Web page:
The neutral (or natural) rate of interest is the rate at which real GDP is growing at its trend rate, and inflation is stable. It is attributed to Swedish economist Knut Wicksell, and forms an important part of the Austrian theory of the business cycle.
The neutral rate provides an important benchmark for policymakers to compare with the market rate. When interest rates are neutral the economy is on a sustainable path, and it is deviations from neutrality that cause booms and busts. For example if the market rate is pushed artificially below the neutral rate (for example through monetary expansion) then people receive a false signal to invest in more interest-sensitive projects. It is by separating interest rates from their market clearing level that central banks have the potential to create monetary instability.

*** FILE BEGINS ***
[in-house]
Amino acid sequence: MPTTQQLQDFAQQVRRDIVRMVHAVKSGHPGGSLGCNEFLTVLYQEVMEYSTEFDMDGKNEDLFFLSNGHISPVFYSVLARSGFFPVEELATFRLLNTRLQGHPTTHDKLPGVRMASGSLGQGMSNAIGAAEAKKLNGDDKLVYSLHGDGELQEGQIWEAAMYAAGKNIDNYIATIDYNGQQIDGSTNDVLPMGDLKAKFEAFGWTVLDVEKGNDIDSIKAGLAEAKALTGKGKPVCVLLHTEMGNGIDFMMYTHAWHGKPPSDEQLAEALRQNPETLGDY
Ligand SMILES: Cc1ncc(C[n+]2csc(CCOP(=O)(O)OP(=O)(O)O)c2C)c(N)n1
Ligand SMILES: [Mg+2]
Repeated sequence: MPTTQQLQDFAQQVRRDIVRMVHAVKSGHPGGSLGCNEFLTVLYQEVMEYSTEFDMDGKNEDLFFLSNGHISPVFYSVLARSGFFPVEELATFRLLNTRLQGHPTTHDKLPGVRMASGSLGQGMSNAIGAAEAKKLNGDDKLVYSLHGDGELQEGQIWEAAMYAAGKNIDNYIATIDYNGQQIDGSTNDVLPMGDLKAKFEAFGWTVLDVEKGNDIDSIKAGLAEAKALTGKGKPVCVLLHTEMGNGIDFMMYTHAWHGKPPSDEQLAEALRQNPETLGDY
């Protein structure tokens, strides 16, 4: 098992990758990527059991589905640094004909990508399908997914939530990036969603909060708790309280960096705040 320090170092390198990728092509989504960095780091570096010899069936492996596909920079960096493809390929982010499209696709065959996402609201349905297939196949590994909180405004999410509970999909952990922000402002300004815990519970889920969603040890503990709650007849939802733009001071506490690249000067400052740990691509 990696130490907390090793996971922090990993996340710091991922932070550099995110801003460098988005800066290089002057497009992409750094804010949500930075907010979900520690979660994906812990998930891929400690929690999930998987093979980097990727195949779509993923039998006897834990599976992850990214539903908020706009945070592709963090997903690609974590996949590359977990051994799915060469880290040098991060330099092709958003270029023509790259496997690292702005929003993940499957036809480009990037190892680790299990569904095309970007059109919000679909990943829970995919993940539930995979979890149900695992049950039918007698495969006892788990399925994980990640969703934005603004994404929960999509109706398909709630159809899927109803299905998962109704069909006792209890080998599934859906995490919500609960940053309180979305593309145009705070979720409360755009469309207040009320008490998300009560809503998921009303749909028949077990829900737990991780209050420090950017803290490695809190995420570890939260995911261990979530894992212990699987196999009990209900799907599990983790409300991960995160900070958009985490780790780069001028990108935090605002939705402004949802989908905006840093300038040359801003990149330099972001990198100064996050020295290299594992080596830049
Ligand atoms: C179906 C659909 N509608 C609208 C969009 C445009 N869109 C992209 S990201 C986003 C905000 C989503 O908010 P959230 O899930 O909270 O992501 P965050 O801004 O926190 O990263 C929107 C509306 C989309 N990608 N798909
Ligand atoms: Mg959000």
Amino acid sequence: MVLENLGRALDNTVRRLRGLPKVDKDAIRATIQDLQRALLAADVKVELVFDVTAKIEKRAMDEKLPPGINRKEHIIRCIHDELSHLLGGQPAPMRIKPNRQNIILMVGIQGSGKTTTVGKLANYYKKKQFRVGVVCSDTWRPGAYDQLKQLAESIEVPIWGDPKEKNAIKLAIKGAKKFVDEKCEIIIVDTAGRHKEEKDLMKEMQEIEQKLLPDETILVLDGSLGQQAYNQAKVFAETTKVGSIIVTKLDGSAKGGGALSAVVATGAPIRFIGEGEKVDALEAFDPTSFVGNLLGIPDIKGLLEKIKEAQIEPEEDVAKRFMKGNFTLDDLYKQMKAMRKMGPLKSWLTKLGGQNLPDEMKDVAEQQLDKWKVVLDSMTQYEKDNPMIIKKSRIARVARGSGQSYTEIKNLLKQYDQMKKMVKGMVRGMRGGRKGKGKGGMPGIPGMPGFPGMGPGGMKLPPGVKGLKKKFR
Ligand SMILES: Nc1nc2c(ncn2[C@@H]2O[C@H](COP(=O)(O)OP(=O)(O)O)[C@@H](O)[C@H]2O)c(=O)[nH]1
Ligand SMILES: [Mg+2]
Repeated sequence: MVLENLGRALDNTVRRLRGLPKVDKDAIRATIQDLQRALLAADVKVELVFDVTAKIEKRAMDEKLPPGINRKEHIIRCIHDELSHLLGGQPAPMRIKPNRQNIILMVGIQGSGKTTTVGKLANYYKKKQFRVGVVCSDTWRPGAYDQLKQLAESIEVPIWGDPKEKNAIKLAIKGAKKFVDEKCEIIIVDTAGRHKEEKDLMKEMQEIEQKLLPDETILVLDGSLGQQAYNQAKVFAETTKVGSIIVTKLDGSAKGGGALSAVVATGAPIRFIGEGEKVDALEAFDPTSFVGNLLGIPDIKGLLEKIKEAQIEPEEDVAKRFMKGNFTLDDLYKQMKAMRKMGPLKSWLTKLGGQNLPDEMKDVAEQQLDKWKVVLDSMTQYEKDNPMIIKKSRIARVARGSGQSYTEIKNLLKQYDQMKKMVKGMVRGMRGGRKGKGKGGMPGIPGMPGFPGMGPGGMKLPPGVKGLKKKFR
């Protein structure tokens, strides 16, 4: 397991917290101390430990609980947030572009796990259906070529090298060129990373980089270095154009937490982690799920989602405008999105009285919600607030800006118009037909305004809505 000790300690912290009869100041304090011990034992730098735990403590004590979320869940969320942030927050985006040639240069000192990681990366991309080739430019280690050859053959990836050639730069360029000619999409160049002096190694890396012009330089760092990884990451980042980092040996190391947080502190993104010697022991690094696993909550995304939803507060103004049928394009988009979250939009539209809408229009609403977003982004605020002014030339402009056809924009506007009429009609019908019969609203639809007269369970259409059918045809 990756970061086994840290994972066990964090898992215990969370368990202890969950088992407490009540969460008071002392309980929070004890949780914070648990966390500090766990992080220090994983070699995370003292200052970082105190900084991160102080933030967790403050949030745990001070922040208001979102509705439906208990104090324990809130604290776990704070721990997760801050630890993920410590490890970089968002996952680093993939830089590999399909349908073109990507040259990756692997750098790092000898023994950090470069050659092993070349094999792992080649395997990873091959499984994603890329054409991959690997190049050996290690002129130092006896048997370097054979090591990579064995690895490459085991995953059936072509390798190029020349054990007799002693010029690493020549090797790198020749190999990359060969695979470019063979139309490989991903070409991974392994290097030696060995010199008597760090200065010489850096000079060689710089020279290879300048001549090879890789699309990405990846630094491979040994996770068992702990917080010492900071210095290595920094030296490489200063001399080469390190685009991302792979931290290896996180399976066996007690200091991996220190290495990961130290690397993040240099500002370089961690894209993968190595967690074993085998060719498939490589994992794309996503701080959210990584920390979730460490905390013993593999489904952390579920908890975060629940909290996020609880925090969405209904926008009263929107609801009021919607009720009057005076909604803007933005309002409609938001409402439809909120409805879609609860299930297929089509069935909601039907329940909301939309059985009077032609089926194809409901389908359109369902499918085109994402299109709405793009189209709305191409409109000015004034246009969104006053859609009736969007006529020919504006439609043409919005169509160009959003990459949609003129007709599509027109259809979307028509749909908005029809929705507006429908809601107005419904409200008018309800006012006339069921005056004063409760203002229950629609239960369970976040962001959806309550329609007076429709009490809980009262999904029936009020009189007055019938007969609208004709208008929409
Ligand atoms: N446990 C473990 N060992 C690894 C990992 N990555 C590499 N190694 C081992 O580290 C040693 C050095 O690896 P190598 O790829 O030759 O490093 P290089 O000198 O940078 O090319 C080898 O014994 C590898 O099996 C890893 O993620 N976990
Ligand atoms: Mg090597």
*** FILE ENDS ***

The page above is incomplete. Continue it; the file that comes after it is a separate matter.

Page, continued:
Because the neutral rate is a hypothetical construct we cannot observe it. Economists tend to believe that it is around 5 per cent, although Morgan Stanley estimates that it is currently under 3 per cent.